About a month ago former Fed head, Richard Fisher, came out andconfirmed the idea that the FOMC’s quantitative easing policies over the past seven years have pushed prices of risk assets, including stocks, beyond what would otherwise be supported by their fundamentals.

There are a few ways to visualize this. The first comes from Dr. Ed Yardeni who tracks a fundamental indicator shown below. Notice the yawning gap between the S&P 500 Index and the major economic fundamentals.

Screen Shot 2016-02-05 at 9.34.00 AM

We can also just look at the index versus its components’ earnings. Here’s another gap:

This chart is a gift to anyone with common sense. Have a nice day.
S&P EBITDA vs Price pic.twitter.com/THCADhUwso

— JP Compson (@JPCompson) February 4, 2016

And if you prefer to look at forward earnings estimates, you’ll find another massive gap:

Consensus Long-Term EPS Growth Rate Cut by 4th Largest Amount in 30+ Years I’ve Been Calculating It pic.twitter.com/zo0ZO22Boi

— Not Jim Cramer (@Not_Jim_Cramer) February 1, 2016

 Specifically, Fisher said that the Fed had, “front-loaded a tremendous rally.” All this means is that the Fed pulled returns forward from the future to generate larger gains today. Notice in the chart below that returns have recently been significantly better than valuations (using the Buffett indicator) 10 years ago justified. This is exactly what Fisher is referring to.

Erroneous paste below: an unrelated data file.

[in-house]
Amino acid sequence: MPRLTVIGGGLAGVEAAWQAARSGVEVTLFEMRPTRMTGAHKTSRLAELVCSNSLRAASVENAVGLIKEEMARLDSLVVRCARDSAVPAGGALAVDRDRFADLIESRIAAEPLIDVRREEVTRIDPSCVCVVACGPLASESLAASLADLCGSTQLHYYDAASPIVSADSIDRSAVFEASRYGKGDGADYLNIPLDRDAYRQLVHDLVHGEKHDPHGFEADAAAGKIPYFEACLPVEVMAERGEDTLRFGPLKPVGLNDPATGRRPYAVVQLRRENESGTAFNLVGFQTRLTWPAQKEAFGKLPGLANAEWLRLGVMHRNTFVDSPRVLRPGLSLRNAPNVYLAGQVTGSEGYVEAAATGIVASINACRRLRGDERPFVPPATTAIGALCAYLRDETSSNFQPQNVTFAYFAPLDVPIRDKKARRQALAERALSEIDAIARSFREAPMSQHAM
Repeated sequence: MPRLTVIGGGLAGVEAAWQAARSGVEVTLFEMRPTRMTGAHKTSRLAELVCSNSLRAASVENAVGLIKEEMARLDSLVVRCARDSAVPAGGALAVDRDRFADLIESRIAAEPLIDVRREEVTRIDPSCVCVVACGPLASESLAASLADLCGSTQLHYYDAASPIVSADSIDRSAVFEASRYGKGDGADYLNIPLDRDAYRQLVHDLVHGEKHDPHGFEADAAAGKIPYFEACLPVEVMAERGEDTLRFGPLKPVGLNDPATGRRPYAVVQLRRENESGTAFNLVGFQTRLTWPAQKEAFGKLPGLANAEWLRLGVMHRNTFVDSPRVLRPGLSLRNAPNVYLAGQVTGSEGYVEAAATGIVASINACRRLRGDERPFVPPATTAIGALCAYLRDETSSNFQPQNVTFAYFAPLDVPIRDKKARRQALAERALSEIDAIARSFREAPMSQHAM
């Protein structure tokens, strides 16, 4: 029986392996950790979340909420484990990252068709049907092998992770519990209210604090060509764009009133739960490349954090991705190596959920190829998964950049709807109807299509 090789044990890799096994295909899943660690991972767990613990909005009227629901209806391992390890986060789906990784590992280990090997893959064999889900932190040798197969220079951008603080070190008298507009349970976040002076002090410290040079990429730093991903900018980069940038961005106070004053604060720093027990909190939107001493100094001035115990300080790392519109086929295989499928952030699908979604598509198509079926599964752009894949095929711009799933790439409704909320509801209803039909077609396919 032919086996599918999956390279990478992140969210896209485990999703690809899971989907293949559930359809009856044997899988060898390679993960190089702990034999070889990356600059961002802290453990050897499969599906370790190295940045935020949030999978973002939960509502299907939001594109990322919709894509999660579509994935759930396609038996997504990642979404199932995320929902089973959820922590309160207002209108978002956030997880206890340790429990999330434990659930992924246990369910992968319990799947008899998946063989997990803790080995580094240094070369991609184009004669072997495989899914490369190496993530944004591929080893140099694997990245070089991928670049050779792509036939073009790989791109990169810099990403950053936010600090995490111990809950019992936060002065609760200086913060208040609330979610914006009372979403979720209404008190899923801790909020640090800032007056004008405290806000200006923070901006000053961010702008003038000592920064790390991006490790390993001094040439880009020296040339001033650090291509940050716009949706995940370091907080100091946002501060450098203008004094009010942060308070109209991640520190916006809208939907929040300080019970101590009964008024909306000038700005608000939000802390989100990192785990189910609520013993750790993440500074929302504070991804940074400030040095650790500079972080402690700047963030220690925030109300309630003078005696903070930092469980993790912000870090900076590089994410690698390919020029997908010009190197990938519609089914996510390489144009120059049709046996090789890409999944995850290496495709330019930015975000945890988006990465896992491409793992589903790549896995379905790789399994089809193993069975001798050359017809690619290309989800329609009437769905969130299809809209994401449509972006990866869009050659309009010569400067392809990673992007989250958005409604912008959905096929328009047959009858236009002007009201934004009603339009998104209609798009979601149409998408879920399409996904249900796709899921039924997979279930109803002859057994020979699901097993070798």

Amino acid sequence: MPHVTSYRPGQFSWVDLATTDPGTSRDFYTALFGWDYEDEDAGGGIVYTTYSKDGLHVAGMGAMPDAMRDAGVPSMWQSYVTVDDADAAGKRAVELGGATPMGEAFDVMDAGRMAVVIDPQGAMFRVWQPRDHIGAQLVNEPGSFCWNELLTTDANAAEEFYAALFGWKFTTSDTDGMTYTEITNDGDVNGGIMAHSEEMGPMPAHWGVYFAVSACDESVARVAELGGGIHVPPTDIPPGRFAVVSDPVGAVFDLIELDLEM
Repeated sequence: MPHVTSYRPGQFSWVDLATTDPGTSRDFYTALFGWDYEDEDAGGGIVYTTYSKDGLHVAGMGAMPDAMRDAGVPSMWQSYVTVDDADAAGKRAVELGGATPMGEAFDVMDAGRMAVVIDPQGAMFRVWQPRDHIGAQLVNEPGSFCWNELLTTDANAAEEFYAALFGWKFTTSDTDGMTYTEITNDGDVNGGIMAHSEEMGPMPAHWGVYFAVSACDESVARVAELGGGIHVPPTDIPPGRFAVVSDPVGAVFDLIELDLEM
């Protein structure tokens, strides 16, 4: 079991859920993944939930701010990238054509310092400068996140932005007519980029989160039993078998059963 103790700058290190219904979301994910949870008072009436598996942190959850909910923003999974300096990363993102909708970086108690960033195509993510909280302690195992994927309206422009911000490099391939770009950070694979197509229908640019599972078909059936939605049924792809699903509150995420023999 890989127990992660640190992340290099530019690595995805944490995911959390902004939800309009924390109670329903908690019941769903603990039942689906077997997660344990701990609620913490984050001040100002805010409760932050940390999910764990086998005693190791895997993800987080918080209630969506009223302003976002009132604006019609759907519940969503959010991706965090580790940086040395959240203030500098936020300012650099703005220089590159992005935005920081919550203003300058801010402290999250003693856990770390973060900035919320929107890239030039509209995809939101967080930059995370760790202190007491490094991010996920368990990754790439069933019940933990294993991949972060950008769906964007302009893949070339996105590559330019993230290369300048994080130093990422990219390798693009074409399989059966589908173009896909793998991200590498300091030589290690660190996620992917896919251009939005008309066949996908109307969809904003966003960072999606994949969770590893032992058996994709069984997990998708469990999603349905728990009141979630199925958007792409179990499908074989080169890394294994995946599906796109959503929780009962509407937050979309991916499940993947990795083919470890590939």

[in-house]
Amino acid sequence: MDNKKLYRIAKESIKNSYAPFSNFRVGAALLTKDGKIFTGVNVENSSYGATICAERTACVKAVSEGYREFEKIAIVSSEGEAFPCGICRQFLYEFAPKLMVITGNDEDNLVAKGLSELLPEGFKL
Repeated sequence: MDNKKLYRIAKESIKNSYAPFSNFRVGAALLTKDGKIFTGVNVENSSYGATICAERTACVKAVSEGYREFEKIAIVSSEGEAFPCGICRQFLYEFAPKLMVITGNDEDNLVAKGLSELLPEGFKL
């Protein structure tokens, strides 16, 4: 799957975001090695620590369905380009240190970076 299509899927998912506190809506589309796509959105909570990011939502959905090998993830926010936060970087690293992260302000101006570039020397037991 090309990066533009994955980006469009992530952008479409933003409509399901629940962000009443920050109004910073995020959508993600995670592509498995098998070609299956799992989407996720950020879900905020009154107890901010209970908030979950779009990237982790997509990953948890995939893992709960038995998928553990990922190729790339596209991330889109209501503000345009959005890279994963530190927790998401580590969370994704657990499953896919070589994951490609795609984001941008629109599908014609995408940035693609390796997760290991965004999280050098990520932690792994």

The last time this happened was in the late 1990’s. From that peak, stocks fell more quickly than forecast in order to play, “catch up,” to the downside. Interestingly, the 3-year forecasts I generate using margin data show the very same gaps in the late 1990’s and today.



And there are other indicators suggesting these gaps could close sooner rather than later. Bond market risk appetites (very similar to spreads in corporate bonds, junk bonds and leveraged loans) have been falling farther and for a longer period of time than stocks. These are normally very highly correlated to stock prices yet here is another major gap.

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